You may remember that the State Ministry of Production, Supply and Regulation of Pharmaceuticals initially insisted that nothing fraudulent has happened. However, the CID found that something malicious has taken place and that someone has deleted the data over a period of five hours. As the CID was taking the investigation forward, the State Ministry announced that they have recovered the data and that they are appointing a committee of experts to feed the data back into the database. This is suspicious and we don’t even know who is on the committee.

So, we insist that a committee must be appointed by a party that is not involved in the case and we must also know who is on this committee of experts. There can be representatives of the (Information and Communication Technology Agency) ICTA, Epic Lanka Technologies, or even associates of other guilty parties. Therefore, it is highly likely that this is a committee appointed to cover up the data theft.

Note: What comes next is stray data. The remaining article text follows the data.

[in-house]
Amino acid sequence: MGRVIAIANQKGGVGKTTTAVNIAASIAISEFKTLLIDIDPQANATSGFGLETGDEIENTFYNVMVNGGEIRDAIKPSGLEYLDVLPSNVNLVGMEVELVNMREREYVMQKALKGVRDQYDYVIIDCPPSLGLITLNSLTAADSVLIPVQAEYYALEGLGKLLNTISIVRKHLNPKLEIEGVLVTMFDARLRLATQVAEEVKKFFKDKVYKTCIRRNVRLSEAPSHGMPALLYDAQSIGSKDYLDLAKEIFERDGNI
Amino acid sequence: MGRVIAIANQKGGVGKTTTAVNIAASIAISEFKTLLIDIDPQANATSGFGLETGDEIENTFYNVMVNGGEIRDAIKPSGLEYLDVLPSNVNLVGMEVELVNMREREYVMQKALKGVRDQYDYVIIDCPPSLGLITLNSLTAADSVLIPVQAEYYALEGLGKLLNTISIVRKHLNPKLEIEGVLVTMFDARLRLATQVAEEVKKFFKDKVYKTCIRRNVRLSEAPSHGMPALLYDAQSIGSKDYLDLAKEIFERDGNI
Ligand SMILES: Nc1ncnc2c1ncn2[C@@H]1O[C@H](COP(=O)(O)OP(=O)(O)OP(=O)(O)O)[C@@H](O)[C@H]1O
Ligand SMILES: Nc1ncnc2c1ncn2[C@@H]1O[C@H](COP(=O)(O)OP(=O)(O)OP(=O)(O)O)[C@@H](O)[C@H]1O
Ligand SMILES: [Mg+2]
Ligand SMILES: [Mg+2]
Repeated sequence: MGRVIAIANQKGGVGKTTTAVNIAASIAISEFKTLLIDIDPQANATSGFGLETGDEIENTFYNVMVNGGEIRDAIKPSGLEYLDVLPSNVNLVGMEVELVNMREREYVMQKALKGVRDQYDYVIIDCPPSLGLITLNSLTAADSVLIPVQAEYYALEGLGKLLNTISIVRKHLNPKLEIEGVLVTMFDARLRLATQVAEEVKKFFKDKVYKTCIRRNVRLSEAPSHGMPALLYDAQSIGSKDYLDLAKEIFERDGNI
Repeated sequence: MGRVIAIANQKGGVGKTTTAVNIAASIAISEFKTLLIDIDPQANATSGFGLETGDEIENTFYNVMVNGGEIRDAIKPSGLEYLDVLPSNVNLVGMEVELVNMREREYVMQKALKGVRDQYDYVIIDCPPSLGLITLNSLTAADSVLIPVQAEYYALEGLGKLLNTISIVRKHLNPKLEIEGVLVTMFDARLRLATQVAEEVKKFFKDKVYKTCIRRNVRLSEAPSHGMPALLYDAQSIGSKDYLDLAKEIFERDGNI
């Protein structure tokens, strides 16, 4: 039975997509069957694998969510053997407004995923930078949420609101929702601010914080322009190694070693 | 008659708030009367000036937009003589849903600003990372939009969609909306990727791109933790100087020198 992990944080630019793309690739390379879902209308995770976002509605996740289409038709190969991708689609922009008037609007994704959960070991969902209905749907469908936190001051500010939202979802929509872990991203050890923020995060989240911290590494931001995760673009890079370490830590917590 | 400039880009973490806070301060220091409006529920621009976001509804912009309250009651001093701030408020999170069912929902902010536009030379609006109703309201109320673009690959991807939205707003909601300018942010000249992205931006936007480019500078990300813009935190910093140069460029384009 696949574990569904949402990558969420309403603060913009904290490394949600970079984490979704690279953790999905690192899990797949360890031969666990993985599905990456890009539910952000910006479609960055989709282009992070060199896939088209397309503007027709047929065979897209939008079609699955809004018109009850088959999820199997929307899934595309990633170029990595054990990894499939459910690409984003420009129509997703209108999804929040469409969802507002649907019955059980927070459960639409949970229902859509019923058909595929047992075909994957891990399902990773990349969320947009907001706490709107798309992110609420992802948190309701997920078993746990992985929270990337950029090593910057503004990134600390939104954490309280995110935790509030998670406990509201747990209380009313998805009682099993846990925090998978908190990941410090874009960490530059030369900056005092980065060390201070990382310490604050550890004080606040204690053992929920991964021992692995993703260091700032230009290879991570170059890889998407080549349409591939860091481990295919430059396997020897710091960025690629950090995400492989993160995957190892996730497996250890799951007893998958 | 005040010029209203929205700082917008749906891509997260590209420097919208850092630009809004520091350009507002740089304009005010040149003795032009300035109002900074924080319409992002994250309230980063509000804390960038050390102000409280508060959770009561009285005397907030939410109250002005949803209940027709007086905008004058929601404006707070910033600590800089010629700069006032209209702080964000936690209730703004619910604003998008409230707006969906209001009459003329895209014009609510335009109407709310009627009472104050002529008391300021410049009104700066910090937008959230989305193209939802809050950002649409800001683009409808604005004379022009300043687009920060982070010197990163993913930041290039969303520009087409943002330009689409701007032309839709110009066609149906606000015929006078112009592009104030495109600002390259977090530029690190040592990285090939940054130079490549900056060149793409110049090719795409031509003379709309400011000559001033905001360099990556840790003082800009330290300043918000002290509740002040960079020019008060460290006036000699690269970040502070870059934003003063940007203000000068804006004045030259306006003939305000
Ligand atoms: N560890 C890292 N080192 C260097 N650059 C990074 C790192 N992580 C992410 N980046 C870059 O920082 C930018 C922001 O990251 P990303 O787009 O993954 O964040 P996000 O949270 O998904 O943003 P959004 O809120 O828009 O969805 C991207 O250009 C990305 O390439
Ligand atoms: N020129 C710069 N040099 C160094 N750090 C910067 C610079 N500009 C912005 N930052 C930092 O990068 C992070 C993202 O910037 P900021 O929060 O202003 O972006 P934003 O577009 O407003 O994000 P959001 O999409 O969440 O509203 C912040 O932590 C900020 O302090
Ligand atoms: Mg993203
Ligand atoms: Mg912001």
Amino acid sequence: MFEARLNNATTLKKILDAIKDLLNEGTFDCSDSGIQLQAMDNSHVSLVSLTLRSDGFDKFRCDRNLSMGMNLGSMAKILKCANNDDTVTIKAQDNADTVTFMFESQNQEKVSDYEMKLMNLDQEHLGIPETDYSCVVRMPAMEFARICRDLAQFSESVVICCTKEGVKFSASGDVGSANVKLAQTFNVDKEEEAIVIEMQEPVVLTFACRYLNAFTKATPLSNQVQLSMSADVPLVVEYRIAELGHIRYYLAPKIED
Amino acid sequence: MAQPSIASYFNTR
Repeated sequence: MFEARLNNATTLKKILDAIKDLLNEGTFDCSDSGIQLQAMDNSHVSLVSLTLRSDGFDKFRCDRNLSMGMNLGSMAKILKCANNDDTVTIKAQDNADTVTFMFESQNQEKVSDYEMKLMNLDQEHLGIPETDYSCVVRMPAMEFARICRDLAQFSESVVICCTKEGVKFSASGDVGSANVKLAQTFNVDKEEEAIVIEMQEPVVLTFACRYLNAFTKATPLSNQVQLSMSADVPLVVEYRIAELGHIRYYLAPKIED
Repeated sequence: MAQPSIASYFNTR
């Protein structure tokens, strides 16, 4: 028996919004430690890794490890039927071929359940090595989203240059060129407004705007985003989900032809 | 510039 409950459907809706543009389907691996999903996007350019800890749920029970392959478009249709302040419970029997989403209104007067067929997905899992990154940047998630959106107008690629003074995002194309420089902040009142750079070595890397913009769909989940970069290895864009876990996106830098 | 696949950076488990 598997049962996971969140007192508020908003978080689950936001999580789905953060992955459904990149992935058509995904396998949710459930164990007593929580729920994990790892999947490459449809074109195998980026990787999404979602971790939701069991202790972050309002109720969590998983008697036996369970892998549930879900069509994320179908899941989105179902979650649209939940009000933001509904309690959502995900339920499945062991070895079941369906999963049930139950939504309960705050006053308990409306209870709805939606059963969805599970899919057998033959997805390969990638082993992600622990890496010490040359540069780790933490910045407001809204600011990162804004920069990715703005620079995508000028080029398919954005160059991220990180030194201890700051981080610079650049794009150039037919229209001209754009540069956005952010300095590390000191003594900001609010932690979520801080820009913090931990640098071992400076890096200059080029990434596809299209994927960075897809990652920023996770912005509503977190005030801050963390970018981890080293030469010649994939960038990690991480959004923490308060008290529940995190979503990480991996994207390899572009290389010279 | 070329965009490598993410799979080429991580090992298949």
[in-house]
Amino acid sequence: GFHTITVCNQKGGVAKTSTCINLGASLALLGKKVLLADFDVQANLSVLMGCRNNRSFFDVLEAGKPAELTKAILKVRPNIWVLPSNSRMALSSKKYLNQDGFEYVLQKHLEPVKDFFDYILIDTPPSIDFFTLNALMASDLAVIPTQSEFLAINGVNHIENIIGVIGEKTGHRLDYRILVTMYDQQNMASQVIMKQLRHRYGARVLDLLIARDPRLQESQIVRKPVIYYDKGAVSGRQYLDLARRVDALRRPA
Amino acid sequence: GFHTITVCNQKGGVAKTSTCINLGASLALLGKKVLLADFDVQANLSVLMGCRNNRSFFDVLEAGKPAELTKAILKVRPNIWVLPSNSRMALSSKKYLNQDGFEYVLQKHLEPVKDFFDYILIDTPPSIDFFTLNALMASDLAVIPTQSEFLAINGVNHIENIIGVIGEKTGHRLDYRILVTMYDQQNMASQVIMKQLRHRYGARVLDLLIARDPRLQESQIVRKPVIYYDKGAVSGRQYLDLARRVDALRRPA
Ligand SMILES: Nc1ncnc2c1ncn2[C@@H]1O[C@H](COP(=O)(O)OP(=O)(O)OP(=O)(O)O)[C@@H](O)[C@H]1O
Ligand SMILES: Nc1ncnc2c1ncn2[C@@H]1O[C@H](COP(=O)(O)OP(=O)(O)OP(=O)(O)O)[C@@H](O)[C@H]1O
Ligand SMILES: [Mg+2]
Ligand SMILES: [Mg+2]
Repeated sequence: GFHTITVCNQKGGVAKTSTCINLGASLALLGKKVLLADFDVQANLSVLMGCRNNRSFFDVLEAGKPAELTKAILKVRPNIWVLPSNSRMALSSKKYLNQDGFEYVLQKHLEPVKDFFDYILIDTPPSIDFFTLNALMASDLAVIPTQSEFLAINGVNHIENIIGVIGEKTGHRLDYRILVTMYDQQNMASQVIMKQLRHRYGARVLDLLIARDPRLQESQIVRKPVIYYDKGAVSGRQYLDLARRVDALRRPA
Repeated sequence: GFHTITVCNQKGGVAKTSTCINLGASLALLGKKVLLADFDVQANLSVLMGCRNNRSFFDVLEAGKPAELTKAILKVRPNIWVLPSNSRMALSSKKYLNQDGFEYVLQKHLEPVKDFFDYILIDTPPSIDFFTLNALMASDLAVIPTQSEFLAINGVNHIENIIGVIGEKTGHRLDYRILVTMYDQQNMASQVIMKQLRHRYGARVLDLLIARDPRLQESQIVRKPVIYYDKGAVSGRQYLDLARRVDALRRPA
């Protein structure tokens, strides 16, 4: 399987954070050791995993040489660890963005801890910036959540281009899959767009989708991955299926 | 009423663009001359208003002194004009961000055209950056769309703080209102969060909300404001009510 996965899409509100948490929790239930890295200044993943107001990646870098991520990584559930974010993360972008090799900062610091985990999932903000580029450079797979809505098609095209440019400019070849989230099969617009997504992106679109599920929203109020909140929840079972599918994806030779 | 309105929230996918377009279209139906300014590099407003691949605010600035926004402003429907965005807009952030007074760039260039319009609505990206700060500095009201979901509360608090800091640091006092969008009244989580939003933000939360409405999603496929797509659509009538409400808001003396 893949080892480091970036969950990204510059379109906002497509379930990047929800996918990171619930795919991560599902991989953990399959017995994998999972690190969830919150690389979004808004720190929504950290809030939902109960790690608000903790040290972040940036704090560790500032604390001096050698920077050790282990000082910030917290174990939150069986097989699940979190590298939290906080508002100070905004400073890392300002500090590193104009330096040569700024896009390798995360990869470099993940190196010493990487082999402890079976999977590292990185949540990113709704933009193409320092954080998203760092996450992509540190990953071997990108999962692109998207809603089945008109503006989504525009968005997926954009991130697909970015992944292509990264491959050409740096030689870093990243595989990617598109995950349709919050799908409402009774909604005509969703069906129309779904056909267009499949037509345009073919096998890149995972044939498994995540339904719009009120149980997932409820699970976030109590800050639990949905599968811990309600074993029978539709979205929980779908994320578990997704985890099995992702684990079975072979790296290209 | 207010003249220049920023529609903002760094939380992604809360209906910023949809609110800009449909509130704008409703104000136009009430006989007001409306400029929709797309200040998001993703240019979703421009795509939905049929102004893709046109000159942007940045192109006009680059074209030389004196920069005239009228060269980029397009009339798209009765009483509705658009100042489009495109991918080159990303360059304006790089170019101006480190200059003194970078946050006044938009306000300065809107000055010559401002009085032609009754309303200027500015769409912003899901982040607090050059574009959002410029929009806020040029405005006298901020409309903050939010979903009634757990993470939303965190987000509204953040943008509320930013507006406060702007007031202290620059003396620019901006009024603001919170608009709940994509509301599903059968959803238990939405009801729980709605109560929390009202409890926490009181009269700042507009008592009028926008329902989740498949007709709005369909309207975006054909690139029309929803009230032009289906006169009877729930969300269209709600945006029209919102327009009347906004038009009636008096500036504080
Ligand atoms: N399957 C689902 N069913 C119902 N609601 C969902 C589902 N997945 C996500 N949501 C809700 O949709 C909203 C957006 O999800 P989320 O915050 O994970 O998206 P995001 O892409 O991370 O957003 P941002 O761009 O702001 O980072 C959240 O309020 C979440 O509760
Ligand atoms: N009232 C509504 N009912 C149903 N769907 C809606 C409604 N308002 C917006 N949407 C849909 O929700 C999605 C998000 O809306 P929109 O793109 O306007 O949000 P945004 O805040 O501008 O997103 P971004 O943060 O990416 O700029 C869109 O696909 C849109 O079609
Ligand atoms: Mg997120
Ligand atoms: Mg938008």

Another problematic development is that the data is being restored by Epic Lanka Technologies. It is obvious that this is a distraction tactic of State Ministry officials. It is not serious about getting to the bottom of the problem or ensuring that something of this nature does not repeat.

Q: Isn’t it also possible that only the data that the State Ministry wants will be restored in the database? How will we know whether all the lost data will be restored?

A: Yes, they can feed the data they want. They can also decide to enter the data at times that are convenient to them, they can also remove data and insert new data. Only the Expert Committee knows what data has been recovered and they also decide what data will be entered. They can easily input the data of companies that they are partial to and erase the data of companies that they do not like. This will give the drug mafia a chance to accomplish its goals legally.